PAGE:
The Supreme Court has stated that "government officials performing discretionary functions are shielded from liability for civil damages insofar as their conduct does not violate clearly established statutory or constitutional rights of which a reasonable person would have known." Harlow v. Fitzgerald, 457 U.S. 800, 818, 102 S. Ct. 2727, 2738, 73 L. Ed. 2d 396, 410 (1982). Even where they violate clearly established rights, officials will nonetheless be immune from suit if they acted in a manner which they reasonably believe to be lawful. Orsatti v. New Jersey State Police, 71 F.3d 480, 483 (3d Cir. 1995).

  For a right to be "clearly established," "the contours of the right must be sufficiently clear that a reasonable official would understand that what he is doing violates that right." Anderson v. Creighton, 483 U.S. 635, 640, 97 L. Ed. 2d 523, 531, 107 S. Ct. 3034, 3039 (1987). While the right need not have been held unlawful under factually identical circumstances, "in the light of pre-existing law the unlawfulness must be apparent." Id.; Good v. Dauphin County Social Services for Children & Youth, 891 F.2d 1087, 1092 (3d Cir. 1989). A conclusion after the fact that the conduct is unlawful is insufficient, since government officials should not "be expected to anticipate subsequent legal developments." In re City of Philadelphia, supra, 49 F.3d at 961 (quoted case omitted).

  The defendants argue that they are entitled to qualified immunity because officials in their positions could reasonably have believed that Assaf's job was a political one from which he could have been discharged on the basis of party affiliation. In support, they point out that every case presenting a Branti-Elrod claim is "fact specific," Peters, supra, 16 F.3d at 1353, that the case is close enough to Waskovich to have allowed the defendants to have relied on that case, and that at least some of the factors used to determine whether a job is political favored their decision to discharge Assaf. Specifically, they rely on the state's classification of the position, that it was supervisory and played a role in hiring, firing and discipline, that the job had contact with the Deputy Secretary and Secretary of the Department with (in their view) policy discussions.

  In opposition, the plaintiff relies on the fact that it was well established before his discharge that a person could not be fired from certain positions on the basis of political affiliation and that Crowell knew this. Hence, if the first amendment protected his job, the defendants should be held liable.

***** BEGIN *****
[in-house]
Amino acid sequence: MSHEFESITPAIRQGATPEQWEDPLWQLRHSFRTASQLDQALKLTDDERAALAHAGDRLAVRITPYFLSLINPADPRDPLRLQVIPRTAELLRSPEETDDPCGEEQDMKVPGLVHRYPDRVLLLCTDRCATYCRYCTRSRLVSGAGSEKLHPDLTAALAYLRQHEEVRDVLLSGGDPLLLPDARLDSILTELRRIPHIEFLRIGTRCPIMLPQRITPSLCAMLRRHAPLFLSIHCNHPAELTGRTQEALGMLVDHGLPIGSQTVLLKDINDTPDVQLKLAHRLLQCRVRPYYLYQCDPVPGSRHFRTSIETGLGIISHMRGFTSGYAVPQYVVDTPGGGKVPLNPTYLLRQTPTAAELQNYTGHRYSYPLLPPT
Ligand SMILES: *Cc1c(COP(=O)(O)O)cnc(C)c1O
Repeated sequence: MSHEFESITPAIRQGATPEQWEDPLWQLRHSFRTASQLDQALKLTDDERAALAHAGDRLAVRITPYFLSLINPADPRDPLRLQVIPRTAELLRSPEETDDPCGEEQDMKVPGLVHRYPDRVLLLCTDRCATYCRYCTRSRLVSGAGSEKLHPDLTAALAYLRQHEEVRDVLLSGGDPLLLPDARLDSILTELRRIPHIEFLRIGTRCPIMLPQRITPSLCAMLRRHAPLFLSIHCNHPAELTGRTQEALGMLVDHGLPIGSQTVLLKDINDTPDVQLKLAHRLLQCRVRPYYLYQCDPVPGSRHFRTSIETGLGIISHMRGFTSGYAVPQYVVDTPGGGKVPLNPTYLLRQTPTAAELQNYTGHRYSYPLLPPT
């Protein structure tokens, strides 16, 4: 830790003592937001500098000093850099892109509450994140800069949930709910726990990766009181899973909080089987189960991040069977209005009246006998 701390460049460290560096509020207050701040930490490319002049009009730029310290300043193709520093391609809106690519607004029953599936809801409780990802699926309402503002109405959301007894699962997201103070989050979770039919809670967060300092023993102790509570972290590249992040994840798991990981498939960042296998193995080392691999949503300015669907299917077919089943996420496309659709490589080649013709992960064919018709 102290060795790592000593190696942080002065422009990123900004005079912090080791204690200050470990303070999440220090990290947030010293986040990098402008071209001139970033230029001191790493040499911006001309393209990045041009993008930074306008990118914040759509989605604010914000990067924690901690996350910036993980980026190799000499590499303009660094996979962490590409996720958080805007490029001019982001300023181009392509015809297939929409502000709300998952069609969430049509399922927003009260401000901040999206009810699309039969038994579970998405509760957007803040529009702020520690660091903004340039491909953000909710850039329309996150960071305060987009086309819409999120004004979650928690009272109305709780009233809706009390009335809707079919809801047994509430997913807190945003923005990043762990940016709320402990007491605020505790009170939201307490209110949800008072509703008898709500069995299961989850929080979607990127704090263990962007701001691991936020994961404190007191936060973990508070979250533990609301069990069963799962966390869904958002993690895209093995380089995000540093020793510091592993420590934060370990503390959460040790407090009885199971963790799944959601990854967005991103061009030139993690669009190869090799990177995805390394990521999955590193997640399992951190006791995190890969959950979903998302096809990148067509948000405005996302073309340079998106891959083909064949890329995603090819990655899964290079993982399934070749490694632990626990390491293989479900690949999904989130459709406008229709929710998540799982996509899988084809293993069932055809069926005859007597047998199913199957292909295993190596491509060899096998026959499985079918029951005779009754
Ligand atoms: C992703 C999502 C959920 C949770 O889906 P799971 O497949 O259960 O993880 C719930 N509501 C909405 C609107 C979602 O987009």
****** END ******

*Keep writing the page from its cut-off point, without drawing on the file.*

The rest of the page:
We agree with the defendants that they are entitled to qualified immunity. Initially, we note that the plaintiff's opposition argument is totally inadequate. Of course, in the abstract the defendants could not fire someone from a job that was not political, but the test is whether the contours of the right were sufficiently clear that a reasonable official would have known that he could not have fired the plaintiff for political reasons. We do not believe that is true for the following reasons.

  First, except for Waskovich, the existing Third Circuit precedent provided no guidance since it was factually distinguishable, as our discussion of Peters, Zold and Brown make clear. And Waskovich itself would have informed the defendants only of what was sufficient for finding that the job was political job, not what was necessary.

  Second, the plaintiff's position could fairly be characterized as being in "middle management," below the actual policymakers but above a first-level employee. Other circuits have split about whether these types of supervisory positions are entitled to first amendment protection. Compare Akers v. Caperton, 998 F.2d 220 (4th Cir. 1993)(county superintendents in West Virginia responsible for road maintenance and repair were not in a political job even though they implemented policy) with Selch, supra, 5 F.3d at 1045-1046 (disagreeing with Akers about a similar job in Indiana and treating implementation of policy just as important as creating it). The defendants could have thought that, even though plaintiff's input into policy was minimal, they still had to rely on him to implement it. See also Collazo Rivera, supra, 812 F.2d at 262 (reliance on a detailed guidebook does not render a job nonpolitical since implementation of policy is just as important as policymaking).

  Finally, as we noted above, some factors did favor the defendants; Assaf's duties were not merely technical, he participated in meetings, and he could control others. Moreover, even on the ones that did not favor them the defendants could have reasonably believed that his input into them made his job political.

  In conclusion, we accept the qualified immunity defense and we will issue an appropriate order.

  William W. Caldwell

  United States District Judge

  Date: February 13, 1998

  ORDER

  AND NOW, this 13th day of February, 1998, it is ordered that:

  

1. The defendants' motion for summary judgment (doc. 10) is granted.

  

2. The Clerk of Court shall enter judgment in favor of the defendants and against plaintiff and close this file.

  William W. Caldwell

  United States District Judge